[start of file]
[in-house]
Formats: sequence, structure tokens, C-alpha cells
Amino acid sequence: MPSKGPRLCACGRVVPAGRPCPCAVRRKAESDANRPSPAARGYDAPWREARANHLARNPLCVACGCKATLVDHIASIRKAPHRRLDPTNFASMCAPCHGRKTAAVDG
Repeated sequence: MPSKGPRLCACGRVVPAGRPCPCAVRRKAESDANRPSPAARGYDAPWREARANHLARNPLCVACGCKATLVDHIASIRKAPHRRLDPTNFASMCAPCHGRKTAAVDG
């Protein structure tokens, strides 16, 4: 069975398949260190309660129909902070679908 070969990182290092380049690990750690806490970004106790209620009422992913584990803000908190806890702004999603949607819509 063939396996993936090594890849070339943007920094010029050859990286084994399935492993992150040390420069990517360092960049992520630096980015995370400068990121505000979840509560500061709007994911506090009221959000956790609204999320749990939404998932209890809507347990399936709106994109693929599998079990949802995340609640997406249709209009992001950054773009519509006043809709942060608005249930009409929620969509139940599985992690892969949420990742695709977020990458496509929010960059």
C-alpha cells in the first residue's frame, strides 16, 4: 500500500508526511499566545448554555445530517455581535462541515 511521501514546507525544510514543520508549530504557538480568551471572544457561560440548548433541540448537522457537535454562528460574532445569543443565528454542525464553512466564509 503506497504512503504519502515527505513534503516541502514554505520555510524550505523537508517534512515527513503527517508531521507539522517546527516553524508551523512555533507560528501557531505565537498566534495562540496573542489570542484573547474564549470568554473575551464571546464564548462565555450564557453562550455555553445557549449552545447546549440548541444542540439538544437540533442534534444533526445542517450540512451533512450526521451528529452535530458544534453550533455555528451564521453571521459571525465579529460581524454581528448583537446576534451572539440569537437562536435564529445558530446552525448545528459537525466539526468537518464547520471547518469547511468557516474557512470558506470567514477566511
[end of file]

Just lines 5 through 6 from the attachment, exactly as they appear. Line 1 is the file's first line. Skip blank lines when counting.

């Protein structure tokens, strides 16, 4: 069975398949260190309660129909902070679908 070969990182290092380049690990750690806490970004106790209620009422992913584990803000908190806890702004999603949607819509 063939396996993936090594890849070339943007920094010029050859990286084994399935492993992150040390420069990517360092960049992520630096980015995370400068990121505000979840509560500061709007994911506090009221959000956790609204999320749990939404998932209890809507347990399936709106994109693929599998079990949802995340609640997406249709209009992001950054773009519509006043809709942060608005249930009409929620969509139940599985992690892969949420990742695709977020990458496509929010960059």
C-alpha cells in the first residue's frame, strides 16, 4: 500500500508526511499566545448554555445530517455581535462541515 511521501514546507525544510514543520508549530504557538480568551471572544457561560440548548433541540448537522457537535454562528460574532445569543443565528454542525464553512466564509 503506497504512503504519502515527505513534503516541502514554505520555510524550505523537508517534512515527513503527517508531521507539522517546527516553524508551523512555533507560528501557531505565537498566534495562540496573542489570542484573547474564549470568554473575551464571546464564548462565555450564557453562550455555553445557549449552545447546549440548541444542540439538544437540533442534534444533526445542517450540512451533512450526521451528529452535530458544534453550533455555528451564521453571521459571525465579529460581524454581528448583537446576534451572539440569537437562536435564529445558530446552525448545528459537525466539526468537518464547520471547518469547511468557516474557512470558506470567514477566511